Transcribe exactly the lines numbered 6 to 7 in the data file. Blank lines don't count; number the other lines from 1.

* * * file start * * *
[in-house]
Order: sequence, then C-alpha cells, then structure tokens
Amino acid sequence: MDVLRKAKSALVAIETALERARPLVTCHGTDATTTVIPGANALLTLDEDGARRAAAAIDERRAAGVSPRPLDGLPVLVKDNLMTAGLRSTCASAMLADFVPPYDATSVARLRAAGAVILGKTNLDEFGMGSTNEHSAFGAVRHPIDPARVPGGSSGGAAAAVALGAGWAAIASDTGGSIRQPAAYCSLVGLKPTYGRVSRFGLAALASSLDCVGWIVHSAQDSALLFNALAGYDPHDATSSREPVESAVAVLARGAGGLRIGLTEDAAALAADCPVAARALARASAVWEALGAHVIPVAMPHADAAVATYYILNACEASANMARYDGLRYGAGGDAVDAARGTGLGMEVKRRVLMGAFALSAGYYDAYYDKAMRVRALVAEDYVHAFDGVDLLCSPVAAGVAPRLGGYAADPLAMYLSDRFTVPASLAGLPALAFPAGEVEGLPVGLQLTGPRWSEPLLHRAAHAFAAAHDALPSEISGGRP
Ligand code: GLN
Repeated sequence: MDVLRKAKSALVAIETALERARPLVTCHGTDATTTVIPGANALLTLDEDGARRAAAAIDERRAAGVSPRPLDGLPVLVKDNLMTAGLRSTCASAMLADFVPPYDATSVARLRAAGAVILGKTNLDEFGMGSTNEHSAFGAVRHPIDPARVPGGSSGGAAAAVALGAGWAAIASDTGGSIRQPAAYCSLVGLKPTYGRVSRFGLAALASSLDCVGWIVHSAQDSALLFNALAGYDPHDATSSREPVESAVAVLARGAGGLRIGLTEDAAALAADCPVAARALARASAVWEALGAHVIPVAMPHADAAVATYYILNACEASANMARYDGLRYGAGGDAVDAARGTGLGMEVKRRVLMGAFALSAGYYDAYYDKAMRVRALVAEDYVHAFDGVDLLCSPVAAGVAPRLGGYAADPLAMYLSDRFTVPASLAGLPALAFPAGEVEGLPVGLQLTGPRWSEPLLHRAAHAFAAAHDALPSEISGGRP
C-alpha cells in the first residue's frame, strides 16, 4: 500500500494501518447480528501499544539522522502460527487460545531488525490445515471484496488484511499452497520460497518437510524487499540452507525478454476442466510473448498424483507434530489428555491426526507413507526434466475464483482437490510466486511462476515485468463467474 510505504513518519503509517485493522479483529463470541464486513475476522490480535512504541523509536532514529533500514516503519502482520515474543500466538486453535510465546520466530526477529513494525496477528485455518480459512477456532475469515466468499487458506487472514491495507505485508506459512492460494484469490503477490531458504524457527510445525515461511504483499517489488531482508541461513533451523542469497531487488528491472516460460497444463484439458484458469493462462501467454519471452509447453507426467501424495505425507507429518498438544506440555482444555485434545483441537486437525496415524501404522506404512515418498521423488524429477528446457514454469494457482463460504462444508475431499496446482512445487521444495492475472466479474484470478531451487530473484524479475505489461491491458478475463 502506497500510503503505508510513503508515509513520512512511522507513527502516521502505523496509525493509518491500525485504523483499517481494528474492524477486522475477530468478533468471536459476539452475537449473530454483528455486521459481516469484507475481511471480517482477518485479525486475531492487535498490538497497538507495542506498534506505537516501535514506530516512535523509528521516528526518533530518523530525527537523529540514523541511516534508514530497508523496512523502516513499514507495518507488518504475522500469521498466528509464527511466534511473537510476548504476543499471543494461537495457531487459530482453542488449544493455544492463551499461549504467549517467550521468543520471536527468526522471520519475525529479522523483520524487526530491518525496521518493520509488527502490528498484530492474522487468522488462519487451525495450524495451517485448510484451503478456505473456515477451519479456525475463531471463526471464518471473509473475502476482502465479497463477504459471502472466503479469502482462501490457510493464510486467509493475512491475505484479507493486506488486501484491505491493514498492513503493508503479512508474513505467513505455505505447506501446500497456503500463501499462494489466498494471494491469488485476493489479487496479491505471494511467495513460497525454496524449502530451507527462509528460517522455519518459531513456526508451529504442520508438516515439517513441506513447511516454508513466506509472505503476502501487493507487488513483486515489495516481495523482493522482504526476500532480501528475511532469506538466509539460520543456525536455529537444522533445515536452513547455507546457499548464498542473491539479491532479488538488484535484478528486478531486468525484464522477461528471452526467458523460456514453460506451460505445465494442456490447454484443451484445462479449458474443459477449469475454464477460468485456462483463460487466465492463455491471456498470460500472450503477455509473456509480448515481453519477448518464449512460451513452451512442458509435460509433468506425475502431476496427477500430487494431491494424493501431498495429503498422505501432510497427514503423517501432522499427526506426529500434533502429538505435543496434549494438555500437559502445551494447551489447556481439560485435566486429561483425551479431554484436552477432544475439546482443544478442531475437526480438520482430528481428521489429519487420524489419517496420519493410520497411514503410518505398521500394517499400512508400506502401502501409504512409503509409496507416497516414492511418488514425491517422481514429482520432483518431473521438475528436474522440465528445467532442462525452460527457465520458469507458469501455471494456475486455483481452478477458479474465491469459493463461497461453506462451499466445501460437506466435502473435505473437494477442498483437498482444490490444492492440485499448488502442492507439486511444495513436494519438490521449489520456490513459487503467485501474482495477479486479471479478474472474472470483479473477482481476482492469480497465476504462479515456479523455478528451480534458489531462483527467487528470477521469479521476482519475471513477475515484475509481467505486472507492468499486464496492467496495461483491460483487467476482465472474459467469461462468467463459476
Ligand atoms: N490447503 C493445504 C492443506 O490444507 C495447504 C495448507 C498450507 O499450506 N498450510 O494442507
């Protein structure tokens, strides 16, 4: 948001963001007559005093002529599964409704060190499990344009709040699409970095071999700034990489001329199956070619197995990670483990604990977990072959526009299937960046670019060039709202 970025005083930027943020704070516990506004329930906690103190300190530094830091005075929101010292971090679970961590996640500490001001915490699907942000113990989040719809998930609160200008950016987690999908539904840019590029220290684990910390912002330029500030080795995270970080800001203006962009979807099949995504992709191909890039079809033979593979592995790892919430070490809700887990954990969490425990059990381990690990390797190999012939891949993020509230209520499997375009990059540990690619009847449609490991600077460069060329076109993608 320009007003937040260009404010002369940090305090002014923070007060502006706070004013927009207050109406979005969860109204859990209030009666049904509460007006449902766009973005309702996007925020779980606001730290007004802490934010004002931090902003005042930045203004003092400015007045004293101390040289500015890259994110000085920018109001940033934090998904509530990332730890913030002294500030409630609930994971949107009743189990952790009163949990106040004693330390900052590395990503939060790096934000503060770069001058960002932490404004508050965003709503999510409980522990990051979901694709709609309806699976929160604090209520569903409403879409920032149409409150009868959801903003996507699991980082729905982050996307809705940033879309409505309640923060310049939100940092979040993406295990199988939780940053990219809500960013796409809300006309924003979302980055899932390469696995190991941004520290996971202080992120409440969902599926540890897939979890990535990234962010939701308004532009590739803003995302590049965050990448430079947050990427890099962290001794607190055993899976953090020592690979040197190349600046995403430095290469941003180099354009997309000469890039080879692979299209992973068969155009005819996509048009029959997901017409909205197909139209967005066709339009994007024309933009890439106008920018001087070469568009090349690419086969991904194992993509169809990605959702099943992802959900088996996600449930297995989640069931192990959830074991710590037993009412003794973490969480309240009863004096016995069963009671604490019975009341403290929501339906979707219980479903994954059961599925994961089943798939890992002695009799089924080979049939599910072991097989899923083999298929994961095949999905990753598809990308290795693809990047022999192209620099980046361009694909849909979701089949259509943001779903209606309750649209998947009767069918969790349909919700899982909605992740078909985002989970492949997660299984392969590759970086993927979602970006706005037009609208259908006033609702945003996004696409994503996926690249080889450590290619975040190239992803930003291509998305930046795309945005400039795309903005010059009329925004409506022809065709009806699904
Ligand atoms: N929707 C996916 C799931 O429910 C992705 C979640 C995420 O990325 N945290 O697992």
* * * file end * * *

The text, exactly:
C-alpha cells in the first residue's frame, strides 16, 4: 500500500494501518447480528501499544539522522502460527487460545531488525490445515471484496488484511499452497520460497518437510524487499540452507525478454476442466510473448498424483507434530489428555491426526507413507526434466475464483482437490510466486511462476515485468463467474 510505504513518519503509517485493522479483529463470541464486513475476522490480535512504541523509536532514529533500514516503519502482520515474543500466538486453535510465546520466530526477529513494525496477528485455518480459512477456532475469515466468499487458506487472514491495507505485508506459512492460494484469490503477490531458504524457527510445525515461511504483499517489488531482508541461513533451523542469497531487488528491472516460460497444463484439458484458469493462462501467454519471452509447453507426467501424495505425507507429518498438544506440555482444555485434545483441537486437525496415524501404522506404512515418498521423488524429477528446457514454469494457482463460504462444508475431499496446482512445487521444495492475472466479474484470478531451487530473484524479475505489461491491458478475463 502506497500510503503505508510513503508515509513520512512511522507513527502516521502505523496509525493509518491500525485504523483499517481494528474492524477486522475477530468478533468471536459476539452475537449473530454483528455486521459481516469484507475481511471480517482477518485479525486475531492487535498490538497497538507495542506498534506505537516501535514506530516512535523509528521516528526518533530518523530525527537523529540514523541511516534508514530497508523496512523502516513499514507495518507488518504475522500469521498466528509464527511466534511473537510476548504476543499471543494461537495457531487459530482453542488449544493455544492463551499461549504467549517467550521468543520471536527468526522471520519475525529479522523483520524487526530491518525496521518493520509488527502490528498484530492474522487468522488462519487451525495450524495451517485448510484451503478456505473456515477451519479456525475463531471463526471464518471473509473475502476482502465479497463477504459471502472466503479469502482462501490457510493464510486467509493475512491475505484479507493486506488486501484491505491493514498492513503493508503479512508474513505467513505455505505447506501446500497456503500463501499462494489466498494471494491469488485476493489479487496479491505471494511467495513460497525454496524449502530451507527462509528460517522455519518459531513456526508451529504442520508438516515439517513441506513447511516454508513466506509472505503476502501487493507487488513483486515489495516481495523482493522482504526476500532480501528475511532469506538466509539460520543456525536455529537444522533445515536452513547455507546457499548464498542473491539479491532479488538488484535484478528486478531486468525484464522477461528471452526467458523460456514453460506451460505445465494442456490447454484443451484445462479449458474443459477449469475454464477460468485456462483463460487466465492463455491471456498470460500472450503477455509473456509480448515481453519477448518464449512460451513452451512442458509435460509433468506425475502431476496427477500430487494431491494424493501431498495429503498422505501432510497427514503423517501432522499427526506426529500434533502429538505435543496434549494438555500437559502445551494447551489447556481439560485435566486429561483425551479431554484436552477432544475439546482443544478442531475437526480438520482430528481428521489429519487420524489419517496420519493410520497411514503410518505398521500394517499400512508400506502401502501409504512409503509409496507416497516414492511418488514425491517422481514429482520432483518431473521438475528436474522440465528445467532442462525452460527457465520458469507458469501455471494456475486455483481452478477458479474465491469459493463461497461453506462451499466445501460437506466435502473435505473437494477442498483437498482444490490444492492440485499448488502442492507439486511444495513436494519438490521449489520456490513459487503467485501474482495477479486479471479478474472474472470483479473477482481476482492469480497465476504462479515456479523455478528451480534458489531462483527467487528470477521469479521476482519475471513477475515484475509481467505486472507492468499486464496492467496495461483491460483487467476482465472474459467469461462468467463459476
Ligand atoms: N490447503 C493445504 C492443506 O490444507 C495447504 C495448507 C498450507 O499450506 N498450510 O494442507